For the 1990 season, Kulwicki was invited by Junior Johnson to join his team, as a replacement for Terry Labonte. Kulwicki declined, continuing to drive Zerex-sponsored #7 Ford Thunderbird for his own team. The second Winston Cup victory in a career followed in October at Rockingham. At the end of the year, he was 8th in the points.
Hooters became Alan's sponsor in 1991
Zerex ended the sponsorship deal before the 1991 season. Kulwicki was invited again by Junior Johnson and he declined again, thinking that he would have a deal with Maxwell House Coffee, but the sponsor turned to Junior Johnson's team. Kulwicki started a season without a sponsorship, having only the US Army livery at Daytona 500. For the fourth race of the season, at Atlanta Motor Speedway, he made a deal with Hooters. Good results in that race brought him an extension of a contract.
The #7 Hooters Ford scored a victory, the third for Kulwicki, in August at Bristol International Speedway. Except for that win, he had ten more Top 10 results, finishing 13th in the points.
The fourth victory followed on April 5, 1992, again at Bristol. Prior to that victory, Kulwicki scored his career-best result at Daytona 500, finishing fourth. Kulwicki's fifth and the last victory followed in June at Pocono International Raceway. Consistency put him in a contention for the championship title, together with five more drivers who were in a game with three more races to go.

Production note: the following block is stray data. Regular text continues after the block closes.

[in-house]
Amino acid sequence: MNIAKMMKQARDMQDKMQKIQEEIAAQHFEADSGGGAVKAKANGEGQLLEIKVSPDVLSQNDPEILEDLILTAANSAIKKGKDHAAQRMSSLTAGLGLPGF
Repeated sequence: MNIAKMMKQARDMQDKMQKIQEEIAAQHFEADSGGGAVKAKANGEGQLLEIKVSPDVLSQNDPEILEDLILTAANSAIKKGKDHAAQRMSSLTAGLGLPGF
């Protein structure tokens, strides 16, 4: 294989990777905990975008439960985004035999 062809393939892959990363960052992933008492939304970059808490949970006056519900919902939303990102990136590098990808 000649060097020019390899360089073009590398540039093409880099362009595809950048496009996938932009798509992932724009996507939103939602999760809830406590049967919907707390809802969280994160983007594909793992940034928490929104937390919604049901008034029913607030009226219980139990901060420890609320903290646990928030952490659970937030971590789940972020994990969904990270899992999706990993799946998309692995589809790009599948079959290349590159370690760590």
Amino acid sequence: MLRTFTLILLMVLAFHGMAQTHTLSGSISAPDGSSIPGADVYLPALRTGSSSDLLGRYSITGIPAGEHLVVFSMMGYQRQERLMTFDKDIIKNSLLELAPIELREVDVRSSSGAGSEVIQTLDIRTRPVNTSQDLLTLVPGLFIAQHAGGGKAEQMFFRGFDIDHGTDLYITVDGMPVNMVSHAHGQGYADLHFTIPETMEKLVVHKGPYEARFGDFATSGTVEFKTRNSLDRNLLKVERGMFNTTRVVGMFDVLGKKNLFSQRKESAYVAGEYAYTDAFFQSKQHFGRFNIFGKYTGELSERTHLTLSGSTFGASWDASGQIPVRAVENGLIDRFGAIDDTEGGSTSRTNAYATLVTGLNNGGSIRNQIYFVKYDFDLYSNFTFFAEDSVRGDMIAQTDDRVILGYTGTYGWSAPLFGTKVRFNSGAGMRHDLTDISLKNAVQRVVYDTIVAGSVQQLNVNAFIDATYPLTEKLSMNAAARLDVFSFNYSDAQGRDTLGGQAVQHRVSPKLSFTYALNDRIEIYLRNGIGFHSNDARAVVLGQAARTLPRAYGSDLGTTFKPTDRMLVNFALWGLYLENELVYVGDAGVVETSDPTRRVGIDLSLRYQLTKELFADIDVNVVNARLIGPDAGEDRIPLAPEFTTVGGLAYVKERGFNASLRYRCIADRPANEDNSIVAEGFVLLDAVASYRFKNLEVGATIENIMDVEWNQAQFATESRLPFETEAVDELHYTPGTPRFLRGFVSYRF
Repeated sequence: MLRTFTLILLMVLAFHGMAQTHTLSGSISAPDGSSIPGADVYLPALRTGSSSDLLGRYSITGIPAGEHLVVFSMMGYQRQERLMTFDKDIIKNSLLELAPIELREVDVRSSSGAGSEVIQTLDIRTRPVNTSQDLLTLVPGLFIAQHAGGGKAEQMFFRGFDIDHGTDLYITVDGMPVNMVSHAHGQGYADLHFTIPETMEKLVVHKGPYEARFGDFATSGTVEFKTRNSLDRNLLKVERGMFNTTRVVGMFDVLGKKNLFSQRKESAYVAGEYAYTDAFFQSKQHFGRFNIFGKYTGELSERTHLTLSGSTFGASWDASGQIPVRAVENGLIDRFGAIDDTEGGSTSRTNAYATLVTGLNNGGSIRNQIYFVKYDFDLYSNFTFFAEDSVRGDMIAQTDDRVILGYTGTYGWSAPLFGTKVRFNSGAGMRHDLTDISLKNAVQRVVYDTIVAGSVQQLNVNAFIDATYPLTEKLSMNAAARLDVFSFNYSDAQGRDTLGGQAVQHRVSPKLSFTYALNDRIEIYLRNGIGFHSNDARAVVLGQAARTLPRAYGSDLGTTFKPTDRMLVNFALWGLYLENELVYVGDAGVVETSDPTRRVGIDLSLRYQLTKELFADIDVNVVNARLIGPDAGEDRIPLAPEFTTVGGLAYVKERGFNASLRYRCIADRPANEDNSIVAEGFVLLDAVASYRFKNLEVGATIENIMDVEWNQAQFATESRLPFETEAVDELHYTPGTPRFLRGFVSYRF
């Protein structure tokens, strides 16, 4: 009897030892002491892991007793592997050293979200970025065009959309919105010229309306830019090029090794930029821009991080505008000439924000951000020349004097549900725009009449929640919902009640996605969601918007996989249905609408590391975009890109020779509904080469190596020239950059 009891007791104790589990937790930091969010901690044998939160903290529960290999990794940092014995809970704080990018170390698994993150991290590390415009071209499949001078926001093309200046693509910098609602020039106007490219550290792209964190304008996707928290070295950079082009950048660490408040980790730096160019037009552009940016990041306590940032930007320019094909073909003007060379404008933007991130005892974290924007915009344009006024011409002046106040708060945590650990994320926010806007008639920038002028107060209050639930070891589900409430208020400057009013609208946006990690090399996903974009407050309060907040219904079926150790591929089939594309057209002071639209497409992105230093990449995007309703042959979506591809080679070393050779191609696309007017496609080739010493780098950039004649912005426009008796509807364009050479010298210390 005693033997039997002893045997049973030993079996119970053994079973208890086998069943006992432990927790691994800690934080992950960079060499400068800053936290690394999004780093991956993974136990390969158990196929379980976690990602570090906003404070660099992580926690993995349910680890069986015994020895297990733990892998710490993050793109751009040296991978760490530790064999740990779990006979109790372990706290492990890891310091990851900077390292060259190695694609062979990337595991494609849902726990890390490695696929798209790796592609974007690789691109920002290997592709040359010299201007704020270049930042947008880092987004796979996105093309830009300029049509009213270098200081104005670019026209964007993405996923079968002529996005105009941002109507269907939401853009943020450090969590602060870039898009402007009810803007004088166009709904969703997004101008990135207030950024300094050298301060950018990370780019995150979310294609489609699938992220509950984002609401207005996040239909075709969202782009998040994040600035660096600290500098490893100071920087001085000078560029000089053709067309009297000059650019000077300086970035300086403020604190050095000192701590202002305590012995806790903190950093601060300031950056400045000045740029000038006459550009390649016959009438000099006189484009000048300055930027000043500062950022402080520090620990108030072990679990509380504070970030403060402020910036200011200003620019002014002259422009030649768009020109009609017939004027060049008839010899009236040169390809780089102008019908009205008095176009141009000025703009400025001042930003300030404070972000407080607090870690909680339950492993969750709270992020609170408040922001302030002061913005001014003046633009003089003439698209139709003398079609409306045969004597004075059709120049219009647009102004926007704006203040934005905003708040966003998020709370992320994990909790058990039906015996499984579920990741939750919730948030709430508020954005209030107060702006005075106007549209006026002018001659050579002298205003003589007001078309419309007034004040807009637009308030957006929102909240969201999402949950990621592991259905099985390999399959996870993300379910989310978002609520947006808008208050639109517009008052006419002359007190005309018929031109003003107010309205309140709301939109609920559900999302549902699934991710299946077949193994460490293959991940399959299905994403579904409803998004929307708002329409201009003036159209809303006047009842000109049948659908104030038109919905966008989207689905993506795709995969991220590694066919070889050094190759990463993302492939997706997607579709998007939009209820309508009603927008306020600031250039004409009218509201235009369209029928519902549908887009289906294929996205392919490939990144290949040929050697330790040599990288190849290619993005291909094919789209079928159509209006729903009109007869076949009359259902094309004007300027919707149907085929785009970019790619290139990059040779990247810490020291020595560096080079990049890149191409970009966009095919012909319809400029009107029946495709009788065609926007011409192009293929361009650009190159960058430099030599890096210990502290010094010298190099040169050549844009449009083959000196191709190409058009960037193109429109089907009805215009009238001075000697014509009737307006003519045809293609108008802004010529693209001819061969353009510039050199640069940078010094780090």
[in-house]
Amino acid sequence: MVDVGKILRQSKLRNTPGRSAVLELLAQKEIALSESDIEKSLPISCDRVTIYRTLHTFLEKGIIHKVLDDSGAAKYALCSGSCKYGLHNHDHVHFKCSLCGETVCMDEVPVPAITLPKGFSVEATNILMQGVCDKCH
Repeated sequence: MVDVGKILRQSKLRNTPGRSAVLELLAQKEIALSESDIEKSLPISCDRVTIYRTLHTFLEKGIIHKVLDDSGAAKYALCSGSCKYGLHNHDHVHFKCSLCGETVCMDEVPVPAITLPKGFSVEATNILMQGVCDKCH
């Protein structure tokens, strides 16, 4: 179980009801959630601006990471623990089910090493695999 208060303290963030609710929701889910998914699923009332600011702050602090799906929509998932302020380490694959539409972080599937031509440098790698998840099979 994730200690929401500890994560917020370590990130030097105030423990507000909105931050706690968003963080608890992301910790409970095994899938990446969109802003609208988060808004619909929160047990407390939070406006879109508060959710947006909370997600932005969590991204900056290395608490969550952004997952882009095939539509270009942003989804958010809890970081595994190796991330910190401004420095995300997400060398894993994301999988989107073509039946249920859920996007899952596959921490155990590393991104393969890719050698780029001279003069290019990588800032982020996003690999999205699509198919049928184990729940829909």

The 'underbird' won the championship title
The final race of the season was the Hooters 500 at Atlanta Motor Speedway. It is considered as one of the most eventful races in NASCAR history. Except for championship fight, it was the final race for seven-time champion Richard Petty. Davey Allison was a points leader, ahead of Kulwicki and Bill Elliott. In total, six drivers had chances to win the championship that day.
It's interesting that Kulwicki received approval from NASCAR and Ford to change the "Thunderbird" lettering on his bumper to "underbird" because he felt like the underdog in the contention for the championship. During his first pit stop, the first gear in the car's transmission broke, so he had to leave pit road in fourth gear and repeated that few times.
Kulwicki took the title in the closest ever season's finish
The championship leader Davey Allison crashed out from the race when he runs into spinning Ernie Irvan's car on lap 73. Kulwicki and Elliott continued to fight for the title. While leading late in the race, crew chief Paul Andrews calculated the exact lap for his final pit stop so that Kulwicki would be guaranteed to lead the most laps and would gain five bonus points.
At the end, Kulwicki finished second, behind Elliot, but maintained his 10-point lead and won the championship. It was the closest title win in NASCAR Cup Series history until the implementation of the Chase for the Cup format in 2004. Celebrating the title, Kulwicki made his second Polish victory lap in a career.